Communication tends to cling to our fingertips in this day and age; digital devices and twenty-four hour media are a compulsory luxury we’re so used to having that it feels unnatural when a hurricane hits and, for once, you have to worry about not being able to charge your laptop or phone. The internet goes out first (goodbye WiFi) and eventually a cell tower goes down and you have no service. The only tethers you have to the outside world are now useless, unless you need a calculator or a mediocre flashlight.
The weather that besieged the eastern U.S. coast wasn’t as terrible here in the Lehigh Valley, where you go to college and currently live. There was no dangerous flooding. The wind was strong but you weren’t afraid of your building falling down. But your dorm lost power, your house lost power, your friends’ houses lost power... You had to walk to get food the night the storm was approaching, and it was a bit daunting with the wind picking up, the trees that surrounded you dangerously bending before the wind was even at full force. In the aftermath, this was the biggest culprit in the Valley: uprooted trees knocking over power lines. You know you rely on power every day, but you’re not sure just how much until it's gone for a few days. You showered in the dark; you suppose you should be glad there was still hot water.
Your power comes back on relatively quickly, so you invite some of your friends over because they have none. You’ve never seen so many laptops and cell phones charging together on a dining room table.
And when WiFi comes back on, you’re instantly reconnected to the outside world. The storm which was bad enough to knock out power lines near you has flooded the streets of New York, streets you had visited a few weeks ago. The subway you took has been completely submerged. You see pictures of New Jersey, the beach town you stopped in during the summer, wrecked to the point where the only hope is that its inhabitants made it out in time. You see news story after news story, pictures of destruction and collections of the worst parts of the storm, a collage of all the states along the east coast. You wonder how you would’ve known any of this without your phone, laptop, T.V. Maybe you wouldn’t. That doesn’t seem right.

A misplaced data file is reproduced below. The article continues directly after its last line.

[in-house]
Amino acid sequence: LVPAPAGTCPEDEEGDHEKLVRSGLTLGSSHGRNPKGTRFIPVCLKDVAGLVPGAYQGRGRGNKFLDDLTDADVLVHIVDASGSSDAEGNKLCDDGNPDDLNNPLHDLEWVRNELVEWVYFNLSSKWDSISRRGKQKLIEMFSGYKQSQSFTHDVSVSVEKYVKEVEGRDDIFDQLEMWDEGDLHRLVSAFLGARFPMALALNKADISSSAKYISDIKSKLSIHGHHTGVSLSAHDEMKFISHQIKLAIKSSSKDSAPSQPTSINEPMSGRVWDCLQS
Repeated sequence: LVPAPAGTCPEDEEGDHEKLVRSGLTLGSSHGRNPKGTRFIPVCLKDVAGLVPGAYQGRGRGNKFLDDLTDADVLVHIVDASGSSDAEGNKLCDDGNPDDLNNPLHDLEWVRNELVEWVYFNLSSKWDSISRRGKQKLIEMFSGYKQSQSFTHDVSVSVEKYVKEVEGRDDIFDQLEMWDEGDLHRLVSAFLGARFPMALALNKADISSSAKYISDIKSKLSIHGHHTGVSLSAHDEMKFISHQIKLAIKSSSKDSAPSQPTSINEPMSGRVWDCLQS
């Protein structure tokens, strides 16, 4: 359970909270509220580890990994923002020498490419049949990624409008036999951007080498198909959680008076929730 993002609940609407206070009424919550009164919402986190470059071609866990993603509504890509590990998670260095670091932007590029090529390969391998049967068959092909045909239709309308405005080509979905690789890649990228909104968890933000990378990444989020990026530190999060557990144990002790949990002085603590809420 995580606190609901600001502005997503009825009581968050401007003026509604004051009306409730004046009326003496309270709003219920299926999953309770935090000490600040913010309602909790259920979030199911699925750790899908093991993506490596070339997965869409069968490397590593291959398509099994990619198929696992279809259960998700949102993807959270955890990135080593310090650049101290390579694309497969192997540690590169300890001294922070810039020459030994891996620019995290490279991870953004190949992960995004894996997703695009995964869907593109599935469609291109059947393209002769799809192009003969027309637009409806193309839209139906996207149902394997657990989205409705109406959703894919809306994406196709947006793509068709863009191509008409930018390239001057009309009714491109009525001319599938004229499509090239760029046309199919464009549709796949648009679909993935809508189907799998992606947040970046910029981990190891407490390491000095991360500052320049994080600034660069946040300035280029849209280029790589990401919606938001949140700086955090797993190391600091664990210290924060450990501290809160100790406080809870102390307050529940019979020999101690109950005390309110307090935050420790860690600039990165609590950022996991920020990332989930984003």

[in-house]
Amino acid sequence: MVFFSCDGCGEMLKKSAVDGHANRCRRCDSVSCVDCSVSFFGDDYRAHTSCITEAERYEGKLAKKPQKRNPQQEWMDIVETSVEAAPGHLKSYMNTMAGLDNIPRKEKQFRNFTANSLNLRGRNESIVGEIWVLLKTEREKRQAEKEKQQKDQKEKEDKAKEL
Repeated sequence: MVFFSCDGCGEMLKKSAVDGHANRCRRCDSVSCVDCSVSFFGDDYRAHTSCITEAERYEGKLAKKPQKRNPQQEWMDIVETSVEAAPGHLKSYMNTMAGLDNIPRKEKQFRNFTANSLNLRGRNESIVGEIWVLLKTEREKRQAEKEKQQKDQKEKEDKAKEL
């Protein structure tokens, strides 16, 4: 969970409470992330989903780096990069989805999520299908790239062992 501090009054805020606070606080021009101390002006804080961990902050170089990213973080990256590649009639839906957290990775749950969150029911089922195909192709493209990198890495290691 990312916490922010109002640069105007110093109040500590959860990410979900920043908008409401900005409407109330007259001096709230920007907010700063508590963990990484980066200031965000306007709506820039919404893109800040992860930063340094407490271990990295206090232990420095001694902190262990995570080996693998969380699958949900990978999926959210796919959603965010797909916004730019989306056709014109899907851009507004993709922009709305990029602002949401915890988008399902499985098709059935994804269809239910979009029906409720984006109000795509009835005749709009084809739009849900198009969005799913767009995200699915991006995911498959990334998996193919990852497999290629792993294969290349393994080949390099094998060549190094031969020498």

Eventually your parents are able to reach your Grandmother, who lives on Long Island, and you learn she and her house are O.K. If the power was out longer, would she have had to send a letter to let us know she had survived the storm? Who sends mail anymore, unless it’s a postcard to a friend when you’re on a vacation, a commodity that’s cute or humorous. Phone calls never seemed so priceless.
The storm eventually dies, but the evidence of its resentment doesn’t fade with it. You still see the news stories, now about the rising cost of the storm. Fifty billion dollars is the estimation of a final figure. Fifty billion dollars is a devastatingly large number.
You don’t really have a lot of money to give, who does? No one you know. But with many people, you don’t have to have a lot. Bits and pieces work just as well.
So you donate ten dollars, for the people whose homes were flooded, for the people who had to evacuate, for the areas that were destroyed; you donate because you weren’t as hit as badly, because you want to help, because you can.
#COMM30Sandy is an online class project for the Media & Society class at Lehigh University, taught by professor Jeremy Littau. You can donate to our campaign at this link, and for more infomation you can email Prof. Littau at jeremy.littau(at)lehigh.edu.